Poppy and Joe find out through an old newspaper article about servicemen and women who died having been brought back to the UK for medical treatment.
In 1915 the Edmonton Infirmary became a military hospital.
As one of London’s main military hospitals, it received casualties from the battlefields of France and Belgium.
The injured came to Britain on hospital ships and ambulance trains.
They were purpose built trains that carried casualties from the coastal ports to the cities. Thousands of sick and injured were transported to hospitals across Europe. The trains had wards, pharmacies for medicines and kitchens, and could be up to a third of a mile long.
Edmonton Military Hospital was planning for around 2,000 beds to cope with the casualties of the First World War.
Did you know that over 170,000 Commonwealth servicemen and women are buried in the UK?
Those who died overseas would have been buried where they died, but those who died after having been brought back to the UK were buried in local cemeteries. Servicemen who died in Edmonton Military Hospital were buried in the local Edmonton Cemetery. That was of course unless the families wanted them buried somewhere else.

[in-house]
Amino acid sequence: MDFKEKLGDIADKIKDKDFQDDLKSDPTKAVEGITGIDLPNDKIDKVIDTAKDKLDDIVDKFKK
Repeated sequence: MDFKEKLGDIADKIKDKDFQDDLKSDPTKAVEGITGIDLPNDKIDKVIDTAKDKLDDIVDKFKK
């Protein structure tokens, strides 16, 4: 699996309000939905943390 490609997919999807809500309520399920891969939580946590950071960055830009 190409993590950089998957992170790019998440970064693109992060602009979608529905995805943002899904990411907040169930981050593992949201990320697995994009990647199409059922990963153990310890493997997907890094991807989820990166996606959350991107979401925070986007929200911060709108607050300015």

Some of those buried here might have been killed in training accidents or when defending the home front in Britain. There was a lot of fighting taking place in the skies above us and in the seas surrounding us – in both world wars. Most of those buried in the UK were in local churchyards – usually with a Commission headstone.
There are some large military cemeteries in the UK. The largest is Brookwood Military Cemetery near Woking. As well as memorials to Commonwealth service personnel who died and have no known grave, there’s also one for the special agents who lost their lives during th Second World War whilst operating behind enemy lines.
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Grandpa’s Memory Box was scripted by Tracey Mullins
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